Advanced ENT specializes in treating all manner of swallowing and voice disorders.
Any interruption in the swallowing process can cause difficulties. Eating slowly and chewing thoroughly can help reduce problems with swallowing. However, difficulties may be due to a range of other causes, including something as simple as poor teeth, ill fitting dentures, or a common cold. One of the most common causes of dysphagia is gastro esophageal reflux. This occurs when stomach acid moves up the esophagus to the pharynx, causing discomfort.
Symptoms of swallowing disorders may include:
- A feeling that food or liquid is sticking in the throat
- Discomfort in the throat or chest (when gastro esophageal reflux is present)
- A sensation of a foreign body or lump in the throat
- Weight loss and inadequate nutrition due to prolonged or more significant problems with swallowing
- Coughing or choking caused by bits of food, liquid, or saliva not passing easily during swallowing
- Voice change
Abnormal changes in the voice are called hoarseness. When hoarse, the voice may sound breathy, raspy, strained, or show changes in volume or pitch (depending on how high or low the voice is). Voice changes are related to disorders in the sound-producing parts (vocal folds) of the voice box (larynx).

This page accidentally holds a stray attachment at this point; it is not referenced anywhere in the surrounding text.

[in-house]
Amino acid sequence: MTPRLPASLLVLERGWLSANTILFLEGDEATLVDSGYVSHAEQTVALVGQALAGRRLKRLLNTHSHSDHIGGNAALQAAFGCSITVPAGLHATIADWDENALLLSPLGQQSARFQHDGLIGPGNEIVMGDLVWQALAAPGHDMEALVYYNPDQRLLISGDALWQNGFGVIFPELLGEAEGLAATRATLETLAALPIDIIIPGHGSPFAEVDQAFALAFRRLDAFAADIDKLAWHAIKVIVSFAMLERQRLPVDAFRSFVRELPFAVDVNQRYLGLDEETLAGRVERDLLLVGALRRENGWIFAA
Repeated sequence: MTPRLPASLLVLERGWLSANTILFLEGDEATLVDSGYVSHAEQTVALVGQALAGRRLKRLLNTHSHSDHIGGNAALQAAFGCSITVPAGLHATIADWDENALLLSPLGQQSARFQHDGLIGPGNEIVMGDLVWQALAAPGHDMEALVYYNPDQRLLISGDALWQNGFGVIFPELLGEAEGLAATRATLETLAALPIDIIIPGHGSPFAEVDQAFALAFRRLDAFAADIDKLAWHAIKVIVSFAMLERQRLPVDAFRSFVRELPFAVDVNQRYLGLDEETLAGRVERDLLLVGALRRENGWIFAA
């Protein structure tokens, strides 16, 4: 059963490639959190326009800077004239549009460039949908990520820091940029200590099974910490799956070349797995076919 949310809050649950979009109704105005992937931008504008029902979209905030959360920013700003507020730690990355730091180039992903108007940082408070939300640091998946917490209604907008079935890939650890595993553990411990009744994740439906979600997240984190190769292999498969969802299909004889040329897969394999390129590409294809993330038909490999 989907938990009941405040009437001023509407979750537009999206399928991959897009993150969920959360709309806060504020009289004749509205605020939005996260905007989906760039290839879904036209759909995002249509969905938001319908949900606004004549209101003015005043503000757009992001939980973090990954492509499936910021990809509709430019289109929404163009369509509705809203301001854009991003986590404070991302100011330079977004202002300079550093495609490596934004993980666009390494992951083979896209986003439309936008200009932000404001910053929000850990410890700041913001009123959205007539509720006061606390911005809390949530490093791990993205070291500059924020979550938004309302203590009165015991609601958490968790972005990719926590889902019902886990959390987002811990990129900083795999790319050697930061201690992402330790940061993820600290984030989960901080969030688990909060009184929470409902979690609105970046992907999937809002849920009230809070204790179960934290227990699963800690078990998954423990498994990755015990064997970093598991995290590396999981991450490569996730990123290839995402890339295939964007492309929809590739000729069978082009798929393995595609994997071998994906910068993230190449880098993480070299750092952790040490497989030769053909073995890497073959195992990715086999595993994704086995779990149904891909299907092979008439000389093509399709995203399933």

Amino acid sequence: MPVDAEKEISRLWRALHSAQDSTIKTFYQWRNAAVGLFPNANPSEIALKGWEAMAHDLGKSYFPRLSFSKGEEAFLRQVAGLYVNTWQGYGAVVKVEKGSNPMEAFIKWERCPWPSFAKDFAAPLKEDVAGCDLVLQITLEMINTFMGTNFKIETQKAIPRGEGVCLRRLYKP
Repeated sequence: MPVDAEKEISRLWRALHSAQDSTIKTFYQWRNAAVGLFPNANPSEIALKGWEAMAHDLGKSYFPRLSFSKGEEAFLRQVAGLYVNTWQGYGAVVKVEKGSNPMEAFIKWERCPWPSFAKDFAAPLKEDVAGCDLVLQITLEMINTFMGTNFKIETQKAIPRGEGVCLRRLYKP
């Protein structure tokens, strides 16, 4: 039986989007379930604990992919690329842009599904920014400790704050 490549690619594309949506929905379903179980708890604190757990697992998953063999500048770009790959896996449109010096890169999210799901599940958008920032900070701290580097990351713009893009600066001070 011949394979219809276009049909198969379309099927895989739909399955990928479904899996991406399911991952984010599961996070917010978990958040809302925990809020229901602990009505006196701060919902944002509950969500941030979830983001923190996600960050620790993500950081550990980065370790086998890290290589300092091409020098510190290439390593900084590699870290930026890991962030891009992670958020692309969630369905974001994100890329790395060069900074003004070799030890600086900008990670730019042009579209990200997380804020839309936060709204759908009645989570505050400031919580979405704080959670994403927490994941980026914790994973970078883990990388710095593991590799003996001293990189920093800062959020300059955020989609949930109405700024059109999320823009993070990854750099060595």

Some causes of voice disorders may include:
- Acute Laryngitis. The most common cause is acute laryngitis swelling of the vocal folds that occurs during a common cold, upper respiratory tract viral infection, or from voice strain.
- Voice Misuse. Speaking in noisy situations, excessive use, using inappropriate pitch (too high or too low) when speaking and not using amplification when public speaking.
- Benign Vocal Cord Lesions. Prolonged hoarseness can occur when you use your voice too much, or too loudly for extended periods of time. These habits can lead to nodules, polyps, and cysts. Vocal nodules (singers nodes) are callus-like growths of the vocal folds.
- Vocal Hemorrhage. Vocal fold hemorrhage occurs when one of the blood vessels on the surface of the vocal folds ruptures and the soft tissues fill with blood. It is considered a vocal emergency.
- Gastroesophageal Reflux (GERD). A possible cause of hoarseness is gastro-esophageal reflux, when stomach acid comes up the swallowing tube (esophagus) and irritates the vocal folds.
- Smoking. Smoking is another cause of hoarseness. Because smoking is the major cause of throat cancer, if smokers become hoarse, they should see an otolaryngologist.
- Neurological Diseases or Disorders: Hoarseness can also appear in those who have neurological diseases such as Parkinsons or a stroke, or may be a symptom of spasmodic dysphonia, a rare neurological disorder that usually affects only the voice.